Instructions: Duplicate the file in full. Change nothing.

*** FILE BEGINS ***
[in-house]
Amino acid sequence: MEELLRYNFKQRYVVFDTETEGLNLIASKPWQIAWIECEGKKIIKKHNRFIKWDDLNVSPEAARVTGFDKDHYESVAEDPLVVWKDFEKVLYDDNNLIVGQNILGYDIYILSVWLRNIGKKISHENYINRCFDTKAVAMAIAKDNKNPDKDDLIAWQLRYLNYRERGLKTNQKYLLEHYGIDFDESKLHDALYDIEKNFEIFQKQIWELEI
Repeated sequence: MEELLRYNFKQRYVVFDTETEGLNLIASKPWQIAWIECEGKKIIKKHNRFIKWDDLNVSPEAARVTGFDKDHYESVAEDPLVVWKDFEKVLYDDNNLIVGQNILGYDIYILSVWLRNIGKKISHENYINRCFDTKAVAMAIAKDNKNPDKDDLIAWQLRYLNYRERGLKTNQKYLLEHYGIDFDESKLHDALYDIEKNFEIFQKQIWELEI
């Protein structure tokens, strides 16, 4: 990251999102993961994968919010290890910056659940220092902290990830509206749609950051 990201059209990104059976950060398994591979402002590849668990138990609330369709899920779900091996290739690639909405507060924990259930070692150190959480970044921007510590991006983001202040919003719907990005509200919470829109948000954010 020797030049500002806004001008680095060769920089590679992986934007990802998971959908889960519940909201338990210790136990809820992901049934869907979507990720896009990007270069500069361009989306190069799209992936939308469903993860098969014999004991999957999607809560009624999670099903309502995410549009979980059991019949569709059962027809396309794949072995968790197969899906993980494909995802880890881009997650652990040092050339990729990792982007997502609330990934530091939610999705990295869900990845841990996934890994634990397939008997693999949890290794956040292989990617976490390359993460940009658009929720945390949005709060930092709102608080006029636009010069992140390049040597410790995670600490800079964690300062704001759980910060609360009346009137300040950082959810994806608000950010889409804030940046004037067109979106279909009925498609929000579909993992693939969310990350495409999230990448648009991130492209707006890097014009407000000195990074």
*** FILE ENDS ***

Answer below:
[in-house]
Amino acid sequence: MEELLRYNFKQRYVVFDTETEGLNLIASKPWQIAWIECEGKKIIKKHNRFIKWDDLNVSPEAARVTGFDKDHYESVAEDPLVVWKDFEKVLYDDNNLIVGQNILGYDIYILSVWLRNIGKKISHENYINRCFDTKAVAMAIAKDNKNPDKDDLIAWQLRYLNYRERGLKTNQKYLLEHYGIDFDESKLHDALYDIEKNFEIFQKQIWELEI
Repeated sequence: MEELLRYNFKQRYVVFDTETEGLNLIASKPWQIAWIECEGKKIIKKHNRFIKWDDLNVSPEAARVTGFDKDHYESVAEDPLVVWKDFEKVLYDDNNLIVGQNILGYDIYILSVWLRNIGKKISHENYINRCFDTKAVAMAIAKDNKNPDKDDLIAWQLRYLNYRERGLKTNQKYLLEHYGIDFDESKLHDALYDIEKNFEIFQKQIWELEI
């Protein structure tokens, strides 16, 4: 990251999102993961994968919010290890910056659940220092902290990830509206749609950051 990201059209990104059976950060398994591979402002590849668990138990609330369709899920779900091996290739690639909405507060924990259930070692150190959480970044921007510590991006983001202040919003719907990005509200919470829109948000954010 020797030049500002806004001008680095060769920089590679992986934007990802998971959908889960519940909201338990210790136990809820992901049934869907979507990720896009990007270069500069361009989306190069799209992936939308469903993860098969014999004991999957999607809560009624999670099903309502995410549009979980059991019949569709059962027809396309794949072995968790197969899906993980494909995802880890881009997650652990040092050339990729990792982007997502609330990934530091939610999705990295869900990845841990996934890994634990397939008997693999949890290794956040292989990617976490390359993460940009658009929720945390949005709060930092709102608080006029636009010069992140390049040597410790995670600490800079964690300062704001759980910060609360009346009137300040950082959810994806608000950010889409804030940046004037067109979106279909009925498609929000579909993992693939969310990350495409999230990448648009991130492209707006890097014009407000000195990074």